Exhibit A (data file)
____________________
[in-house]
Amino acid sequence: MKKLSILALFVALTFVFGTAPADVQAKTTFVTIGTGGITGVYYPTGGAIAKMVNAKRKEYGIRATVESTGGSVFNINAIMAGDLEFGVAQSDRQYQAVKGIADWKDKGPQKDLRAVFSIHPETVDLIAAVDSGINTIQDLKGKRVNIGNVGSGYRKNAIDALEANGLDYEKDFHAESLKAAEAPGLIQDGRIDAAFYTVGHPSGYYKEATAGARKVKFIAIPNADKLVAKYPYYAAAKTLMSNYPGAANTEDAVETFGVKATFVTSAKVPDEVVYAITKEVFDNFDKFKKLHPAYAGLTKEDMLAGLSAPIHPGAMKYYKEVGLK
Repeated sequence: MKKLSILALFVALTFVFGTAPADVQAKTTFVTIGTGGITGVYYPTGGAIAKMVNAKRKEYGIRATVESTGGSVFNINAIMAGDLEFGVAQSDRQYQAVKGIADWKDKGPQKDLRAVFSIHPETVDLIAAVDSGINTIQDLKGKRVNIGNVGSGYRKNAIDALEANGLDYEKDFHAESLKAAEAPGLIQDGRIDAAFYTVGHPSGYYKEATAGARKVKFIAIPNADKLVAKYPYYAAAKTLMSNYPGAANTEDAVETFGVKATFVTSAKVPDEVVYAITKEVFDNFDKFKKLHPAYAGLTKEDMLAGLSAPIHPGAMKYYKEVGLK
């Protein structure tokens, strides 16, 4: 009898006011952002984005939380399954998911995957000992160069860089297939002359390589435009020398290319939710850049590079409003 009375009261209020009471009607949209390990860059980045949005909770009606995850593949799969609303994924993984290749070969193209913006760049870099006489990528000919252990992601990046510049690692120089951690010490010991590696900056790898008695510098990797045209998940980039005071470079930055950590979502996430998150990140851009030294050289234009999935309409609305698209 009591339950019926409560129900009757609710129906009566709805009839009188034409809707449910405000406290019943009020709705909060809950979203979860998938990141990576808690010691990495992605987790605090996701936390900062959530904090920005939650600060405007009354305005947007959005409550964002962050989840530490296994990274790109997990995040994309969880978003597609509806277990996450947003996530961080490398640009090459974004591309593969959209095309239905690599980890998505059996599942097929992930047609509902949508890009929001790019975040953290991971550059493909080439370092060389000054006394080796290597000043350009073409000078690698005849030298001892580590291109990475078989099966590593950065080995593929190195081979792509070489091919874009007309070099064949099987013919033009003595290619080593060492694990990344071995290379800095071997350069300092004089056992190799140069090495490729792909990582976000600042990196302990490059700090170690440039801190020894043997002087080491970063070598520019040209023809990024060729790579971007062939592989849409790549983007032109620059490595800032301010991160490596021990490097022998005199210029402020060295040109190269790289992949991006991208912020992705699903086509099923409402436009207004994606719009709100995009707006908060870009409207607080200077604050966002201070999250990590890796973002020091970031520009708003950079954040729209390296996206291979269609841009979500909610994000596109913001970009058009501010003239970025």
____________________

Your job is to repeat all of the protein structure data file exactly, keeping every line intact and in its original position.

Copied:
[in-house]
Amino acid sequence: MKKLSILALFVALTFVFGTAPADVQAKTTFVTIGTGGITGVYYPTGGAIAKMVNAKRKEYGIRATVESTGGSVFNINAIMAGDLEFGVAQSDRQYQAVKGIADWKDKGPQKDLRAVFSIHPETVDLIAAVDSGINTIQDLKGKRVNIGNVGSGYRKNAIDALEANGLDYEKDFHAESLKAAEAPGLIQDGRIDAAFYTVGHPSGYYKEATAGARKVKFIAIPNADKLVAKYPYYAAAKTLMSNYPGAANTEDAVETFGVKATFVTSAKVPDEVVYAITKEVFDNFDKFKKLHPAYAGLTKEDMLAGLSAPIHPGAMKYYKEVGLK
Repeated sequence: MKKLSILALFVALTFVFGTAPADVQAKTTFVTIGTGGITGVYYPTGGAIAKMVNAKRKEYGIRATVESTGGSVFNINAIMAGDLEFGVAQSDRQYQAVKGIADWKDKGPQKDLRAVFSIHPETVDLIAAVDSGINTIQDLKGKRVNIGNVGSGYRKNAIDALEANGLDYEKDFHAESLKAAEAPGLIQDGRIDAAFYTVGHPSGYYKEATAGARKVKFIAIPNADKLVAKYPYYAAAKTLMSNYPGAANTEDAVETFGVKATFVTSAKVPDEVVYAITKEVFDNFDKFKKLHPAYAGLTKEDMLAGLSAPIHPGAMKYYKEVGLK
């Protein structure tokens, strides 16, 4: 009898006011952002984005939380399954998911995957000992160069860089297939002359390589435009020398290319939710850049590079409003 009375009261209020009471009607949209390990860059980045949005909770009606995850593949799969609303994924993984290749070969193209913006760049870099006489990528000919252990992601990046510049690692120089951690010490010991590696900056790898008695510098990797045209998940980039005071470079930055950590979502996430998150990140851009030294050289234009999935309409609305698209 009591339950019926409560129900009757609710129906009566709805009839009188034409809707449910405000406290019943009020709705909060809950979203979860998938990141990576808690010691990495992605987790605090996701936390900062959530904090920005939650600060405007009354305005947007959005409550964002962050989840530490296994990274790109997990995040994309969880978003597609509806277990996450947003996530961080490398640009090459974004591309593969959209095309239905690599980890998505059996599942097929992930047609509902949508890009929001790019975040953290991971550059493909080439370092060389000054006394080796290597000043350009073409000078690698005849030298001892580590291109990475078989099966590593950065080995593929190195081979792509070489091919874009007309070099064949099987013919033009003595290619080593060492694990990344071995290379800095071997350069300092004089056992190799140069090495490729792909990582976000600042990196302990490059700090170690440039801190020894043997002087080491970063070598520019040209023809990024060729790579971007062939592989849409790549983007032109620059490595800032301010991160490596021990490097022998005199210029402020060295040109190269790289992949991006991208912020992705699903086509099923409402436009207004994606719009709100995009707006908060870009409207607080200077604050966002201070999250990590890796973002020091970031520009708003950079954040729209390296996206291979269609841009979500909610994000596109913001970009058009501010003239970025």